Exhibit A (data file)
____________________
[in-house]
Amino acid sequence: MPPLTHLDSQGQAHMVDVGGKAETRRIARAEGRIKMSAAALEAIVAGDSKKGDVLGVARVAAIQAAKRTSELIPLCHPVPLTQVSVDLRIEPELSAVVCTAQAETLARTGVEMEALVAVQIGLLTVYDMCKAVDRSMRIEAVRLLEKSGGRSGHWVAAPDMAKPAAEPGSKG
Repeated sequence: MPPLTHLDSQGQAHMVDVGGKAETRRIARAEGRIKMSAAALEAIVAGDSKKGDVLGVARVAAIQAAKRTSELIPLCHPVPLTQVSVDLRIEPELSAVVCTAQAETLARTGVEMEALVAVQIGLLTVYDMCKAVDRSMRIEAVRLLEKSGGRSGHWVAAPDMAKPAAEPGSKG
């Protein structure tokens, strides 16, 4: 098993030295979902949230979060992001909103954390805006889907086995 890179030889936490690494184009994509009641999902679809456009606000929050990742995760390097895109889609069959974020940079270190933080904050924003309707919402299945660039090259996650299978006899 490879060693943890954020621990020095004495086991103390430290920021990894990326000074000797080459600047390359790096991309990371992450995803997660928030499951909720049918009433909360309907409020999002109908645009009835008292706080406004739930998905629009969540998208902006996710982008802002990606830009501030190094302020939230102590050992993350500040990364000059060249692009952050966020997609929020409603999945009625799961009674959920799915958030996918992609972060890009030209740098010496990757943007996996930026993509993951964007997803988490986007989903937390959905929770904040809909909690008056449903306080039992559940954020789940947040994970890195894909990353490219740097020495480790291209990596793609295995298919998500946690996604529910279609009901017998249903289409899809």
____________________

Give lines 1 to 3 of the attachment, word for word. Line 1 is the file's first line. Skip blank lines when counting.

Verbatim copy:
[in-house]
Amino acid sequence: MPPLTHLDSQGQAHMVDVGGKAETRRIARAEGRIKMSAAALEAIVAGDSKKGDVLGVARVAAIQAAKRTSELIPLCHPVPLTQVSVDLRIEPELSAVVCTAQAETLARTGVEMEALVAVQIGLLTVYDMCKAVDRSMRIEAVRLLEKSGGRSGHWVAAPDMAKPAAEPGSKG
Repeated sequence: MPPLTHLDSQGQAHMVDVGGKAETRRIARAEGRIKMSAAALEAIVAGDSKKGDVLGVARVAAIQAAKRTSELIPLCHPVPLTQVSVDLRIEPELSAVVCTAQAETLARTGVEMEALVAVQIGLLTVYDMCKAVDRSMRIEAVRLLEKSGGRSGHWVAAPDMAKPAAEPGSKG